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Life and Death in Snitch World
When you read crime novelist Jim Nisbet, don’t expect plot-driven mysteries involving square jawed detectives or damsels in distress (or the time-tested, and by now tiresome, hookers with hearts of gold). But unless you’re wedded to predictability, don’t complain about the dearth of traditional genre tropes, as that would be like criticizing Flann O’Brien for not following the model laid out by Charles Dickens. Instead prepare yourself for a world of hurt where good guys not only don’t win but often don’t even enter the picture. It’s a universe where, as crime writer James Ellroy described film noir narratives, “You are fucked!”
Nisbet, author of such sublime novels of all-embracing evil as Dark Companion and the stag-geringly dark Lethal Injection, is not well known outside genre circles in the U.S. but has been writing for more than four decades, publishing twelve novels which have earned him a considerable following in France. Aside from French, his novels have been translated into German, Japanese, Italian, Polish, Hungarian, Greek, Russian, and Romanian.
Nisbet’s just published (by the adventurous Green Arcade, a new imprint from PM Books) Snitch World is a warped valentine to an all too quickly disappearing San Francisco where working class stiffs share stories of longshore union actions and class consciousness dominates everyday life. Nisbet infuses this book with contrasts between the old school, bumbling street hustler Klinger, denizen of the deliriously lowlife Tenderloin dive the Hawse Hole, and the hi tech smooth operator Marci, obsessed with getting rich quick from the development of bizarre new aps for portable gadgets.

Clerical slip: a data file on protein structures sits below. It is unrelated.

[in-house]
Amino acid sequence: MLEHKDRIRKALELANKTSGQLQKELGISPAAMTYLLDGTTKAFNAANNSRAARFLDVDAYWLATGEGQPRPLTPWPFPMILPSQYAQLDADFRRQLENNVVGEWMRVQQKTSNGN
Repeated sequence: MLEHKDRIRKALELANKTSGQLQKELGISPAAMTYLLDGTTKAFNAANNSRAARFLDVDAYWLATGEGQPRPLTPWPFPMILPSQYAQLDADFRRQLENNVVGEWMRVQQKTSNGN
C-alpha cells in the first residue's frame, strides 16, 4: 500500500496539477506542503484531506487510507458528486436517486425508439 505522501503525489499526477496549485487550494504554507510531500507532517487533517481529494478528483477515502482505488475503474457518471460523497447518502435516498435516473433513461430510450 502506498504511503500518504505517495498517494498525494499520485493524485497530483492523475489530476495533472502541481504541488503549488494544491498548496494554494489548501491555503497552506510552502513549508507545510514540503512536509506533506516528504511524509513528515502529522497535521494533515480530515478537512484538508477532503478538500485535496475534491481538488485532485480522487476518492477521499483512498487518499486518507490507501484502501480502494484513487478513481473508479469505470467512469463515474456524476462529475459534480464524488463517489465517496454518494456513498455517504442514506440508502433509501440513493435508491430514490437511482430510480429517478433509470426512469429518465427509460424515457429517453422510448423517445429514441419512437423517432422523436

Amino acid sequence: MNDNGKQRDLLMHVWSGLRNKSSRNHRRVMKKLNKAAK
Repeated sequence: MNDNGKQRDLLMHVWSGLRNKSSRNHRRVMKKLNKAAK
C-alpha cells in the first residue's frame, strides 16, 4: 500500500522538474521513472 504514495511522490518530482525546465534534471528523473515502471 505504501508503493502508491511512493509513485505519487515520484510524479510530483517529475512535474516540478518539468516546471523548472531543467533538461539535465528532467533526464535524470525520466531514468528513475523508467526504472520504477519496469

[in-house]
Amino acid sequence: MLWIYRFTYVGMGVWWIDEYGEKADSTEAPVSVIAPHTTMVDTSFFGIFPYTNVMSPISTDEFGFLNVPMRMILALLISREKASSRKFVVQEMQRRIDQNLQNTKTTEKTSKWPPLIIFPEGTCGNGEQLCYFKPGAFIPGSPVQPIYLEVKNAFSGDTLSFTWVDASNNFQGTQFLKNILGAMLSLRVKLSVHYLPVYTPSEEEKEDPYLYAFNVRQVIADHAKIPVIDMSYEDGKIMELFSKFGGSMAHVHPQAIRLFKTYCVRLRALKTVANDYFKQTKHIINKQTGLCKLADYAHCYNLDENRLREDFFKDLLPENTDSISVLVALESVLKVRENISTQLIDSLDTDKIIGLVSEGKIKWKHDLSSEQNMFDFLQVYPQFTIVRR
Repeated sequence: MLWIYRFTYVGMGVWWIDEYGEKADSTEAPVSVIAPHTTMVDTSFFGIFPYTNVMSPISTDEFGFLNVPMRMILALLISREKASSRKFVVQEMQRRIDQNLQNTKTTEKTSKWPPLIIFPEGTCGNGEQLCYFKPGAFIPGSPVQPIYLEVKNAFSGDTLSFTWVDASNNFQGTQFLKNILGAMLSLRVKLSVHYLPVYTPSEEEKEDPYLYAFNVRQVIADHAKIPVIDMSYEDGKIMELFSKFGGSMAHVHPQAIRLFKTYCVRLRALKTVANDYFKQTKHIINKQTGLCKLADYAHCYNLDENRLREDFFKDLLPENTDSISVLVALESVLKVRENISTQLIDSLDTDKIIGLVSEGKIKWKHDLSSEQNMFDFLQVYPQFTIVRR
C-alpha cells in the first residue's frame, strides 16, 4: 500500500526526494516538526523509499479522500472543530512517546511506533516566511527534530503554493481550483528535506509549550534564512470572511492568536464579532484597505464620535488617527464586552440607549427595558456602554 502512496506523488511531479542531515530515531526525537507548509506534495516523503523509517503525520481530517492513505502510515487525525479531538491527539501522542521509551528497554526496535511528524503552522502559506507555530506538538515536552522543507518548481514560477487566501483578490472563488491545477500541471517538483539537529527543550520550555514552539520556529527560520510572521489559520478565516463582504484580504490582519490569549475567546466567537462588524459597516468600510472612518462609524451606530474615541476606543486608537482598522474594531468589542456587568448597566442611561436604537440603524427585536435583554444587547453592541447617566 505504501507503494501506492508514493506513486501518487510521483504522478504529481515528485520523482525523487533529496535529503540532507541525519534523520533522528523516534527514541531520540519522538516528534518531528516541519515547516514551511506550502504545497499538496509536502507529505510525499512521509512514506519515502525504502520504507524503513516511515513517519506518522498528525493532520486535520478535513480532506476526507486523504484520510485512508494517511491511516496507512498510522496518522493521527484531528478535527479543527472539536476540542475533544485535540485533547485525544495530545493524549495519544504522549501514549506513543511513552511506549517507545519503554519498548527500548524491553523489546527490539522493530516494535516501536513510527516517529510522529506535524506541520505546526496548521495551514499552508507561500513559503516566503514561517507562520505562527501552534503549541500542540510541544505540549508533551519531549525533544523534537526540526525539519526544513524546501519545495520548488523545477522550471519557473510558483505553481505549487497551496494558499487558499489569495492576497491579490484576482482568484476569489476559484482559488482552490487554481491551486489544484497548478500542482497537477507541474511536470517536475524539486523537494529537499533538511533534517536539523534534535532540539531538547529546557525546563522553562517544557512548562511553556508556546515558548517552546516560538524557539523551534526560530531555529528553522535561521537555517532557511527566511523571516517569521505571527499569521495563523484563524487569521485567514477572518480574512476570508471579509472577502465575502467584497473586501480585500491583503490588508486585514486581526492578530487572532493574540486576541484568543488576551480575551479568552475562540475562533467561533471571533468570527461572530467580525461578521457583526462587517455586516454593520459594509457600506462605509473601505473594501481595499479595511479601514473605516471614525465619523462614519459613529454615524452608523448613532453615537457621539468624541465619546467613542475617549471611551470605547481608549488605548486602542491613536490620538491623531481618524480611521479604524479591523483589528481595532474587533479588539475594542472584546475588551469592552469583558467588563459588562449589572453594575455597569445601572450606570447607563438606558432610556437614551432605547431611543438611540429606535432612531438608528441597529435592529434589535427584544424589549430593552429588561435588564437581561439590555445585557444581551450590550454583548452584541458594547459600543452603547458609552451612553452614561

Klinger can barely get from one day to another, living with no fixed address or phone on robberies and small time cons, while Marci resides in lavish digs and is seemingly unable to unplug herself from her state of the art phone that keeps her on the internet 24/7 (not that such mental illness is all that uncommon these days). The intersection of the worlds these characters inhabit is the meat of this novel.
Nisbet’s writing is both meticulous and anarchic, and given his mastery of English it’s no surprise that his published output includes five volumes of poetry. He is an incredibly erudite prose powerhouse who seems to know something about every-thing. He loves to fly off on tangents that take the reader in unexpected directions.
In Snitch World, a cabbie makes mathematical calculations of how many SUVs it would take to pave the planet and Klinger tells a stranger leaning out a window about the lack of water pressure that resulted in San Francisco burning down after the 1906 earthquake (“The hell you talking about?” responds the citizen).
More accessible than some of his other work, Snitch World is a fun, twisted book, and if as widely read as it should be, will further solidify Nisbet’s reputation as a writer’s writer.
Ben Terrall is a Bay Area journalist. He can be reached at: firstname.lastname@example.org.